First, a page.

I recognize that a trying-to-conceive (TTC) post on a blog about babyloss might be a trigger for some, but I felt compelled to share what I’ve learned over the past year and a half about charting. I’ll try to keep it entertaining.
To preface, when we started TTC the first time, we went to a fabulous clinic that specializes in helping LGBT couples have babies. They are therefore used to working with women who have no known fertility issues except the obvious lack of sperm, which means that they fully support drug-free attempts at IUI and ICI. It also means, however, that they’re sticklers about charting for at least three full months before any doctor-assisted process (we chose doctor-assisted IUI, as this sh*t’s expensive and this has shown the greatest probability of success within four months of trying). When you begin the process with CWHC, you are required to attend a one-hour consultation in which you learn all about charting and exactly how to do it, and are given sheets on which to track everything, daily (no app. A literal chart on a literal sheet of white paper, which you then take to work and surreptitiously photocopy).
The first go-round, I took extensive notes on everything, from my level of cramps and pain to the exact look of my cervical mucus. It helped a bit; for example, I discovered that I get a low, dull backache when I ovulate. But now that I’m a veteran at this, I’ve learned that really, only three things matter when taking a good chart: cervical mucus, ovulation predictor kits (OPK), and basal body temperature (BBT). The first tells you that you’ll likely ovulate in the next few days, the second that your ovulation is imminent, and the third that you’ve ovulated. These three things in combination will help paint a picture of what your specific ovulation pattern looks like for you and your doctor. Let’s break them down.
Cervical mucus – don’t bother Googling images. They’re gross. And what your cervical mucus looks like isn’t necessarily what someone else’s will. Pay attention to yours, though. It will likely – and I say likely – start out watery and then turn egg white when you’re about to ovulate. This is good – healthy cervical mucus is what helps lubricate and protect the sperm on its journey. For me, it means a few days of discomfort at the gym, when running feels like I’m peeing in my pants. Good times. Also, however, it is the most accurate way for me to determine when’s the right time to use a…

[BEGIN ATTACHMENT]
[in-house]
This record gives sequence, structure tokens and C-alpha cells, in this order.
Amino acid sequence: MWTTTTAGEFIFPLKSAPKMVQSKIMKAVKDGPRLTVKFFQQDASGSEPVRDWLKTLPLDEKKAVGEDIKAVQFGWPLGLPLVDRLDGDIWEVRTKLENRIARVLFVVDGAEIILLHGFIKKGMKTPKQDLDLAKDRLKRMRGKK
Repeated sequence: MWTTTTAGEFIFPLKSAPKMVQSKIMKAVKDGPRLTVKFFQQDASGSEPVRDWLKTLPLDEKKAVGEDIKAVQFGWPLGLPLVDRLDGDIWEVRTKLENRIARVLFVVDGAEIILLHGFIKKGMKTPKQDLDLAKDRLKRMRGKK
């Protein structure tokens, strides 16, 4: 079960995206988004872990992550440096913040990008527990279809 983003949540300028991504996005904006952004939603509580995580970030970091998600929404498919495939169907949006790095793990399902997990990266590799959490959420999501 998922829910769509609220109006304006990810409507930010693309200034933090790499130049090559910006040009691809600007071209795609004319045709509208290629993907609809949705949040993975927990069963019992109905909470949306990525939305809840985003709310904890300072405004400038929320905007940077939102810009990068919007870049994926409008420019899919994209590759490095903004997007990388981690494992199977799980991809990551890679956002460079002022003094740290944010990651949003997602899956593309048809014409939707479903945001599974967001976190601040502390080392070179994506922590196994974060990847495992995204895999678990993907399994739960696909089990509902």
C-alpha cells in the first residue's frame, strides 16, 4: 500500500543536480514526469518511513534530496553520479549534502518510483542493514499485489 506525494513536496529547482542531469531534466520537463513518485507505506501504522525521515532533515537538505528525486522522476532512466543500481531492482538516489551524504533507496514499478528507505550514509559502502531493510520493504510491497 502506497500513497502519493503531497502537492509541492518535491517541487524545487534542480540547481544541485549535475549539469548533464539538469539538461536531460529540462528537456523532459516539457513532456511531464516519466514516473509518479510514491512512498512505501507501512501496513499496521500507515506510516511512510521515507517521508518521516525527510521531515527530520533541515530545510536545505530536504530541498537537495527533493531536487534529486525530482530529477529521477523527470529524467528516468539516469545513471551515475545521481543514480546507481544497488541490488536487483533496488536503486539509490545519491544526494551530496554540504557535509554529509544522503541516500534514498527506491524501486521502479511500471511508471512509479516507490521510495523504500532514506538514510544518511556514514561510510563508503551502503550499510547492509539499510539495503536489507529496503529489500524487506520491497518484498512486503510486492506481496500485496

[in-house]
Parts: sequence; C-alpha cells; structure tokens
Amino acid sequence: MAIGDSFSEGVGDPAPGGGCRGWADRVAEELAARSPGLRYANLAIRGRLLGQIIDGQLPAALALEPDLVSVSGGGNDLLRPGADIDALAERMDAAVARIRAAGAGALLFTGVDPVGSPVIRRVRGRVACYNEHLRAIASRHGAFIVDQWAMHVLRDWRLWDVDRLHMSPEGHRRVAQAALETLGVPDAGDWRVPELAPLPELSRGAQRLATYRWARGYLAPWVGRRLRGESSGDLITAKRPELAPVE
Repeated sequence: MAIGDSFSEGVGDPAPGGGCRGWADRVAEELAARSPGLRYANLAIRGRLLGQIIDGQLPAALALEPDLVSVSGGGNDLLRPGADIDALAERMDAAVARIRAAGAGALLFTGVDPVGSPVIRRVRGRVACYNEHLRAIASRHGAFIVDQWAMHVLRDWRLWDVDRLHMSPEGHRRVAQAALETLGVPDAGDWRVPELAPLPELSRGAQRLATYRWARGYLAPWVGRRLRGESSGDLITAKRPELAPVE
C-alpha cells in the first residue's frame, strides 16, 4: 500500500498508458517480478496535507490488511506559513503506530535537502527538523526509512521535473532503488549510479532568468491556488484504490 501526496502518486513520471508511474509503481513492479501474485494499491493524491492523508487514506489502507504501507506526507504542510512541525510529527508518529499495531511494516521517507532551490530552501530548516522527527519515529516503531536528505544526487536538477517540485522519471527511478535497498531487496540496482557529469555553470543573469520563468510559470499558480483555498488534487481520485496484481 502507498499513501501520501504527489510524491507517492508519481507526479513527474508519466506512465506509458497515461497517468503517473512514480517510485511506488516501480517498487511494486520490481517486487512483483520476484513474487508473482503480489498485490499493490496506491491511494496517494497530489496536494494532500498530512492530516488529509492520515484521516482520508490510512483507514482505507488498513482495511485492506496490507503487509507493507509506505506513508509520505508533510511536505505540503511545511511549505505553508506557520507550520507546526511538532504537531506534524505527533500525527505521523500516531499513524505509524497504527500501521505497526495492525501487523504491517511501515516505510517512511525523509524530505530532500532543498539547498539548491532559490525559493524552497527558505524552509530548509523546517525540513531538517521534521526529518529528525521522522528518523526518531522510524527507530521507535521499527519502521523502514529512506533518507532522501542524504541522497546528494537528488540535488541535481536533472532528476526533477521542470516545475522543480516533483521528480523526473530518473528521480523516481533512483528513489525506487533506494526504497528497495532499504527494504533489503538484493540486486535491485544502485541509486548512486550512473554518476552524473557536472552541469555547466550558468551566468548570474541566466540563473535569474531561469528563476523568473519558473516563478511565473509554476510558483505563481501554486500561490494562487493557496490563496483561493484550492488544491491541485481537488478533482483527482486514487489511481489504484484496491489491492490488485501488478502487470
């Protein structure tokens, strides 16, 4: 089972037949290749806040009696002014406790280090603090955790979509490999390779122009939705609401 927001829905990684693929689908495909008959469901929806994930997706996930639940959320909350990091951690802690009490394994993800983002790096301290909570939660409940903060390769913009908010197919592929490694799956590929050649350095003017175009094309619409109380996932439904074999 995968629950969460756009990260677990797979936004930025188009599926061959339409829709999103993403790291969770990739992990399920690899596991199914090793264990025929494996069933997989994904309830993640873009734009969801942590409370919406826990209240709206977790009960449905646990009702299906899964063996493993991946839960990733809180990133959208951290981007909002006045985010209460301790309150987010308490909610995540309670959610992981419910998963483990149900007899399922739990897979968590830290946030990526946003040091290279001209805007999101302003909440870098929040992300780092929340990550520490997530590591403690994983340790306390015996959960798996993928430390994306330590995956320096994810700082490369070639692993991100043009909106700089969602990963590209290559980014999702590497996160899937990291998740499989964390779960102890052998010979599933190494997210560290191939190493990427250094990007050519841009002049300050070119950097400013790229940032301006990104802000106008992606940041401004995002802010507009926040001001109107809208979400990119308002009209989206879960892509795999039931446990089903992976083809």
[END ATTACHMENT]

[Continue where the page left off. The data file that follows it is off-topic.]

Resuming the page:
Ovulation Predictor Kit – necessary for pinpointing your most fertile window. I’ve actually heard doctors with various theories on when you’re most likely to get pregnant. I will say that I got my first OPK positive on a Thursday evening, and my IUI was scheduled for noon on Friday and 8 a.m. on Saturday (two per cycle is recommended). And I got pregnant. My friend’s doctor would have scheduled her for Saturday and Sunday (she’s not pregnant). So make of that what you will. When you’re actively trying to get pregnant, it’s not uncommon to test first thing in the morning, mid-day, and in the evening starting around day 10 of your cycle. Currently, I’m only testing in the morning (a positive should be visible for 24-48 hours), though I did start at day 10. I didn’t want to get too obsessed over charting since we’re not actively trying to conceive, yet. That said, the other night I was describing to K how anxious I was that it was day 14 and I hadn’t gotten a positive OPK yet (usually I ovulate around day 12). “Could you have missed it?” she asked. “Unlikely,” I shrugged, “but possible. After all, I’m only testing in the morning. I don’t want to obsess about it too much.” “Tell me,” she laughed. “Would testing twice a day make you obsess about it more than you are right now?” I had to concede this was an excellent point. Next month, twice a day it is. Other notes on OPKs – buy the sticks in bulk from Amazon. You’ll save tons of money, and they usually come with a handful of pregnancy test strips, too. No frills, but less than half the price you’ll find at the drugstore. The only other thing you need is disposable cups in which to pee. Once you get a positive OPK, time to check your…